New 2014 Data (Released 6/9/15)

Financial State of Texas

Financial State of Houston

Press Release

2013 TIA Data

Financial State of Texas

Texas owes more than it owns.  Truth in Accounting’s (TIA) thorough analysis of state finances (below) shows Texas does not have enough available assets to cover its debt.  

  • Taxpayer Burden is each taxpayer's share of state debt, after available assets are tapped
  • TIA analyzes both state assets and liabilities, not merely pension debt
  • Most state debt in the “Taxpayer Burden” is unpaid retirement promises

  • Retirement debt is essentially a state’s ‘credit card balance,’ showing unpaid retirement contributions from prior years

  • Unfunded pensions leave future taxpayers with the bill for services they did not receive

For a comprehensive look into the state's financial position, read the Texas Financial State of the State
Publishing Entity:  Texas Comptroller

Truth in Accounting’s methodology is unique, analyzing all state assets and liabilities, including unreported pension and retirement health liabilities.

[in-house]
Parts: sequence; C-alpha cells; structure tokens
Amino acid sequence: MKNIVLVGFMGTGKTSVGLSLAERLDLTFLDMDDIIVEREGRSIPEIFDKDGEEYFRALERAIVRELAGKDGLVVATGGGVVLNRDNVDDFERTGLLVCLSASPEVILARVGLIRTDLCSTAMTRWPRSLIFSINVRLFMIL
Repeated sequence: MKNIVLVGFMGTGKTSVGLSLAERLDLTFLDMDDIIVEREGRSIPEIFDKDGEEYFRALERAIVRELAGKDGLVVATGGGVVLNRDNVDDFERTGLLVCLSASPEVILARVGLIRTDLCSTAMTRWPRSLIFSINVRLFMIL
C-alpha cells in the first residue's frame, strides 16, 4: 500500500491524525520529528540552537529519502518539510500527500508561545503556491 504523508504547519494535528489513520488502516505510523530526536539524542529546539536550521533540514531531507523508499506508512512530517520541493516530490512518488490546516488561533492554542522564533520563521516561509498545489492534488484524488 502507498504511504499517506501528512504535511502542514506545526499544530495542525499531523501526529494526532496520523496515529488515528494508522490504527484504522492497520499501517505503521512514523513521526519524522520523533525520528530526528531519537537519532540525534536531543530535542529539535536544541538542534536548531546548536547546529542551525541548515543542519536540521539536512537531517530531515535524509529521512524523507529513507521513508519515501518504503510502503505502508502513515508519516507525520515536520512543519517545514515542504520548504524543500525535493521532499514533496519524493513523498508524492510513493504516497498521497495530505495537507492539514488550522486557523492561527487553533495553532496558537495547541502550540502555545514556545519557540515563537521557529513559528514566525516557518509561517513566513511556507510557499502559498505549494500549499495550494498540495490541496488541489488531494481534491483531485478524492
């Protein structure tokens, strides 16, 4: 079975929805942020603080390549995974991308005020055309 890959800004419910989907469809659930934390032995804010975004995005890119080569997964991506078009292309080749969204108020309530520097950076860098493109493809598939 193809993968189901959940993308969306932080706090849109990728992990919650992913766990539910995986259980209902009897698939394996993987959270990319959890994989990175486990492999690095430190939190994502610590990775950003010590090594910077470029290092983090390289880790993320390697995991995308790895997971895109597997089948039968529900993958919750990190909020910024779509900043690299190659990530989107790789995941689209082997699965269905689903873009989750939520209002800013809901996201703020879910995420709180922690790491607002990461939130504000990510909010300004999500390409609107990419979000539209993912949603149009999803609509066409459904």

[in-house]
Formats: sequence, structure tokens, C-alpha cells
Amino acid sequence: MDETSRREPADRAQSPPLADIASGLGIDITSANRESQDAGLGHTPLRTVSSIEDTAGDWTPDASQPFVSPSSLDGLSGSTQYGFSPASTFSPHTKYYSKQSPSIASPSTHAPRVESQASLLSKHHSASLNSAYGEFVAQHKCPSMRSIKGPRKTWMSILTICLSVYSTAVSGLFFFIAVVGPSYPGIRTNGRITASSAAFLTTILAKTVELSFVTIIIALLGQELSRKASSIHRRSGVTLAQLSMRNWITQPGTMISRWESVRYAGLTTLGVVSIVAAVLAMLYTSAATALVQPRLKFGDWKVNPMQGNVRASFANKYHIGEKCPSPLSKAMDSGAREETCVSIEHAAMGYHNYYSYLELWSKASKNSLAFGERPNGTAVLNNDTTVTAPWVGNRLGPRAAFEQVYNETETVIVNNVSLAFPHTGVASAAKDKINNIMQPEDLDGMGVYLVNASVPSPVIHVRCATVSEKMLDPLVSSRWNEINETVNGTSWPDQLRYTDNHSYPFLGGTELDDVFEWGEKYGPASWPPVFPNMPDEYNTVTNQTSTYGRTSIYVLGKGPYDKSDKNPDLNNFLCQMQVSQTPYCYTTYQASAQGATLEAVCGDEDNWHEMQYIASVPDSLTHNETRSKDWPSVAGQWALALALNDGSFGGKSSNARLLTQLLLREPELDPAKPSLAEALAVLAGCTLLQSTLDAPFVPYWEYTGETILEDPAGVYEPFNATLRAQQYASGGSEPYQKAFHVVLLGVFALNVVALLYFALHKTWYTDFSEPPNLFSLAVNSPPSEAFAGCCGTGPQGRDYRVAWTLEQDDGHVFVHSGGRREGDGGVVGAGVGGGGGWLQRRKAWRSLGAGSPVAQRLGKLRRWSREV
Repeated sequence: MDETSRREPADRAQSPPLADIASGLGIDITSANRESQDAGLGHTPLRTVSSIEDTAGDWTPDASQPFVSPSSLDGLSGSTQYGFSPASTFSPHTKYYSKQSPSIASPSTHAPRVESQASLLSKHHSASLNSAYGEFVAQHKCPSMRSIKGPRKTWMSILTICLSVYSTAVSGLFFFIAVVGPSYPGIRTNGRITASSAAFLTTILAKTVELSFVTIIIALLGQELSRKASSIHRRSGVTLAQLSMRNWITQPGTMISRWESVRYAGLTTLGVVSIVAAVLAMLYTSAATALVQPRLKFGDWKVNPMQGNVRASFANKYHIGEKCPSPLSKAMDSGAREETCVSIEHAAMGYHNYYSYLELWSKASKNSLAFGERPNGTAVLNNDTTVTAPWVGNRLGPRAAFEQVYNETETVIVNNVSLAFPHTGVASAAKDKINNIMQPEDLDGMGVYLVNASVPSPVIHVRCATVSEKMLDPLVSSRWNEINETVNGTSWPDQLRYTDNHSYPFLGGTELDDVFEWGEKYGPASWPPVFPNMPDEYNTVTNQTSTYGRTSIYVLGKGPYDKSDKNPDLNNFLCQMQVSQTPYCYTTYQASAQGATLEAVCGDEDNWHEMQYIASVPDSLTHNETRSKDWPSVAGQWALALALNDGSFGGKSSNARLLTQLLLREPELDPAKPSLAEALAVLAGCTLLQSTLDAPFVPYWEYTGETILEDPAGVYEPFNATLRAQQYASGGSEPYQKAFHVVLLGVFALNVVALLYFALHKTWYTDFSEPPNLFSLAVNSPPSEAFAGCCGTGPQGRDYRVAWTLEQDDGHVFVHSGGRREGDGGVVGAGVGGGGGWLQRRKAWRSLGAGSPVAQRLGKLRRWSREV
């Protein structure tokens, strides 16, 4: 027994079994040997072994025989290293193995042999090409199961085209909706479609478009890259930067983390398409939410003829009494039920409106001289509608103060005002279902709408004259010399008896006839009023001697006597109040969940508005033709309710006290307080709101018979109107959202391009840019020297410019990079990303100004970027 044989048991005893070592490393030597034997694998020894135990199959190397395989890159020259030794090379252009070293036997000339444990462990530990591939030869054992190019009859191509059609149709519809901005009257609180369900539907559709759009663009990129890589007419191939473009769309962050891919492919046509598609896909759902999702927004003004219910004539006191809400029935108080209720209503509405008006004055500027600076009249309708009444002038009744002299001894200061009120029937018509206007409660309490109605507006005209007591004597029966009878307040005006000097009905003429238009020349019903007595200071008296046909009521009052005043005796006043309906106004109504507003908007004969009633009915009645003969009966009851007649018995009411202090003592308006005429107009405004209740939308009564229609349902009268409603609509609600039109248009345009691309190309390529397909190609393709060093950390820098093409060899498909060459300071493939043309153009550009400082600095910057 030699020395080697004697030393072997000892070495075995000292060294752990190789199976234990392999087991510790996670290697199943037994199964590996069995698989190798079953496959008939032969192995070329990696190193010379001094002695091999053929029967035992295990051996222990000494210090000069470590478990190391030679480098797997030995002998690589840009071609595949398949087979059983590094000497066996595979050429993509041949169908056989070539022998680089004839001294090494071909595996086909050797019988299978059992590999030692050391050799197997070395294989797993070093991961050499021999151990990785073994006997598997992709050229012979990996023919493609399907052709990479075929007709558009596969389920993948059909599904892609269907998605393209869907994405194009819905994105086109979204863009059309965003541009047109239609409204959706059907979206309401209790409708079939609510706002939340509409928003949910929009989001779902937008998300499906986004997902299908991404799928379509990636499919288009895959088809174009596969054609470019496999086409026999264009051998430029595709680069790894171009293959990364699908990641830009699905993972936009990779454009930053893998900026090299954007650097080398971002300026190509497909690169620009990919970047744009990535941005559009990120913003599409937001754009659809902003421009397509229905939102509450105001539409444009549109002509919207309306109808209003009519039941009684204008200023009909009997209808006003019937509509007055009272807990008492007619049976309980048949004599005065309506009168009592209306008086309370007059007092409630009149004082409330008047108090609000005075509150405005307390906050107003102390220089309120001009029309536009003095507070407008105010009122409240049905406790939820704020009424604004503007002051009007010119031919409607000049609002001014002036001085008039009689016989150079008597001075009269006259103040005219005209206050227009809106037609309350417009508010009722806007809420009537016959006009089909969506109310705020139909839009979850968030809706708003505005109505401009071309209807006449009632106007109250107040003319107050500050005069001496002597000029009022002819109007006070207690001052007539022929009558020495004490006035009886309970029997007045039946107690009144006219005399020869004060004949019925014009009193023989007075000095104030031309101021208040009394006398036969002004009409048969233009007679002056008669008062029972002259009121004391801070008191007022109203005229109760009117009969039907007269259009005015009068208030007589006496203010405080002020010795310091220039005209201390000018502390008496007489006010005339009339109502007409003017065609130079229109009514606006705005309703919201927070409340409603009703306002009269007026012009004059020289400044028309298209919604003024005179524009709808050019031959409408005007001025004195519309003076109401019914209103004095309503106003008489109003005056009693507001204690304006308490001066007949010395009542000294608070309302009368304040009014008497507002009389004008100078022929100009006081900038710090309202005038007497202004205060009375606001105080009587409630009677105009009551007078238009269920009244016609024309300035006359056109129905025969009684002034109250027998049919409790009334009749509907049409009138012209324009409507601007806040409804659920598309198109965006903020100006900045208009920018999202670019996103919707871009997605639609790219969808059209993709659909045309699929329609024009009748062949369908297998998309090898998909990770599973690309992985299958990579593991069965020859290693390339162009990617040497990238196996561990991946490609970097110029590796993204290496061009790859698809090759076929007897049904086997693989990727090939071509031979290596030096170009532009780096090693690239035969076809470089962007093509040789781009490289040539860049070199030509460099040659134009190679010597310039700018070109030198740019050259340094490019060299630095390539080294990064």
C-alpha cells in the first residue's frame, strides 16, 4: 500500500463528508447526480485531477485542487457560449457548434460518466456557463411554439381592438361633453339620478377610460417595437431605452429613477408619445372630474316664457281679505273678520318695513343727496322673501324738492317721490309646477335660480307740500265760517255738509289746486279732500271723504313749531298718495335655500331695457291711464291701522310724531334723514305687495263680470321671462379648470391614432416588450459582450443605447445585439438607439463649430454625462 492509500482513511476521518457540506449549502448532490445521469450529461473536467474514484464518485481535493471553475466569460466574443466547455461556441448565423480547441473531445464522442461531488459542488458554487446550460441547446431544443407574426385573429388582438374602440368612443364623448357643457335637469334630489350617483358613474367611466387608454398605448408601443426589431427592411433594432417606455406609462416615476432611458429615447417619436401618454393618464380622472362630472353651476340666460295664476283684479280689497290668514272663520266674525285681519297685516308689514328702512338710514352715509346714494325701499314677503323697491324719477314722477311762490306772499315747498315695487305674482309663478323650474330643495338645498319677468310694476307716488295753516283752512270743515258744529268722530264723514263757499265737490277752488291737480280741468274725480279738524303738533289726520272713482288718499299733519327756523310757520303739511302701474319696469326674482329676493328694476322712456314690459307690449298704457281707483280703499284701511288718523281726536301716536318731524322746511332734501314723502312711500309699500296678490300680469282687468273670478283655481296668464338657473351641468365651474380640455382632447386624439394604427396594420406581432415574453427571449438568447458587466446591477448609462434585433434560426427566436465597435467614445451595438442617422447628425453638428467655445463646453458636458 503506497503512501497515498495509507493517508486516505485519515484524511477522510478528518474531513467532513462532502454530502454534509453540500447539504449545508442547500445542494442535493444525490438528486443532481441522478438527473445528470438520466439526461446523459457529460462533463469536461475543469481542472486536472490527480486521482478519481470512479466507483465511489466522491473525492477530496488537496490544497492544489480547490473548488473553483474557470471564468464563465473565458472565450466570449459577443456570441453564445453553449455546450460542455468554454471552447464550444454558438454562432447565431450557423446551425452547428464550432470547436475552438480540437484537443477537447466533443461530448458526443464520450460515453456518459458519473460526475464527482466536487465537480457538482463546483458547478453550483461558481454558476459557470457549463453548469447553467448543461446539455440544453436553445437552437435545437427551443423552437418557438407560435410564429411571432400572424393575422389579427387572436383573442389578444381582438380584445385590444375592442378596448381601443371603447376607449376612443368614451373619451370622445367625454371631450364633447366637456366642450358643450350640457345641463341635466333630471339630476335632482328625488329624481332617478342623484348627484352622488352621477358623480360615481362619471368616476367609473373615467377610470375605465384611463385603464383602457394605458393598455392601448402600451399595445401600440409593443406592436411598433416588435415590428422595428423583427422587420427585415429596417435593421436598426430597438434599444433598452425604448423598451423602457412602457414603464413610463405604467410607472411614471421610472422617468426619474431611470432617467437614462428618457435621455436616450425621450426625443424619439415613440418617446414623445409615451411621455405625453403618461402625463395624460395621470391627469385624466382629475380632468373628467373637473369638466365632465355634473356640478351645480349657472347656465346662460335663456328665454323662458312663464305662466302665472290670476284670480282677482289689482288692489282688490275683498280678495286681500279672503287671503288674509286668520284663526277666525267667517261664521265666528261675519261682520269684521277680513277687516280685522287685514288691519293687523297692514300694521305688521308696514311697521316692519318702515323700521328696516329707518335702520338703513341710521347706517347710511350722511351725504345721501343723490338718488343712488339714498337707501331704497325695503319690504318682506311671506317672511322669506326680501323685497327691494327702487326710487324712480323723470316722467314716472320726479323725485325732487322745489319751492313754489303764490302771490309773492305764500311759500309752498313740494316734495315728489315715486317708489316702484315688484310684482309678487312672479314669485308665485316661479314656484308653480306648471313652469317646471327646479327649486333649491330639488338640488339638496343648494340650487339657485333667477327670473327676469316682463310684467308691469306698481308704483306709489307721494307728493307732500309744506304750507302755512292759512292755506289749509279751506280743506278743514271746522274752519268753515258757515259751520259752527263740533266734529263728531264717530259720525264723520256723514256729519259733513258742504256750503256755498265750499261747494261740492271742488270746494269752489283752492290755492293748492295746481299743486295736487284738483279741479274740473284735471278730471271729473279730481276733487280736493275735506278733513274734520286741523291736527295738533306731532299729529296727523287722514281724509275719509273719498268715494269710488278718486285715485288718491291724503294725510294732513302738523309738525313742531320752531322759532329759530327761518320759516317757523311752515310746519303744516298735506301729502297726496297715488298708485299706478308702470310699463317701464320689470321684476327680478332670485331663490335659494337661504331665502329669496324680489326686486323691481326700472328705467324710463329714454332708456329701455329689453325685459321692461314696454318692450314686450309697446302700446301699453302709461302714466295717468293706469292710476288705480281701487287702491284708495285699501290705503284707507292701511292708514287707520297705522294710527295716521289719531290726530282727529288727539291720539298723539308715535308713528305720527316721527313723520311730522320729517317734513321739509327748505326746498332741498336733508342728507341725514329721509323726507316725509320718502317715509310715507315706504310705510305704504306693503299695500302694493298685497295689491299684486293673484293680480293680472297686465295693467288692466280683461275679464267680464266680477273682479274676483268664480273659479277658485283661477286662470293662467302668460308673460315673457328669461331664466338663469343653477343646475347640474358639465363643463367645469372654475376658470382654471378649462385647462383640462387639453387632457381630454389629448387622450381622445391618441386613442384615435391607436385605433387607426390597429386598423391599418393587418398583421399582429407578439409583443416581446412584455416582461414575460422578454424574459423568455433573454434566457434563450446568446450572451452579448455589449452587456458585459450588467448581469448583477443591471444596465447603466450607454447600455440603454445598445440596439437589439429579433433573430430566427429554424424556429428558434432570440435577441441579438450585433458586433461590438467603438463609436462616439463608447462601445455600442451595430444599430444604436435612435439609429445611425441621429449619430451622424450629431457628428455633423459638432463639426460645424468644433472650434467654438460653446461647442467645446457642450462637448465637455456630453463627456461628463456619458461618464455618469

• Texas is a Sinkhole State and haD the 26th worst per Taxpayer Burden in 2013.
  • Texas has only $68 billion to pay the state's bills totaling $130 billion in 2014
  • To fill its $63 billion financial hole, each taxpayer would have to send $8,300 to the state
  • The Texas financial statements clearly report $8 billion of retirement liabilities, but in reality the state had nearly $81 billion of unfunded retirement promises in 2013
  • The Texas Taxpayer Burden is 18% of an average citizen's personal income of $45,426 in 2014
  • Outbound moves from Texas were 43% in 2014, which usually means more people are moving into the state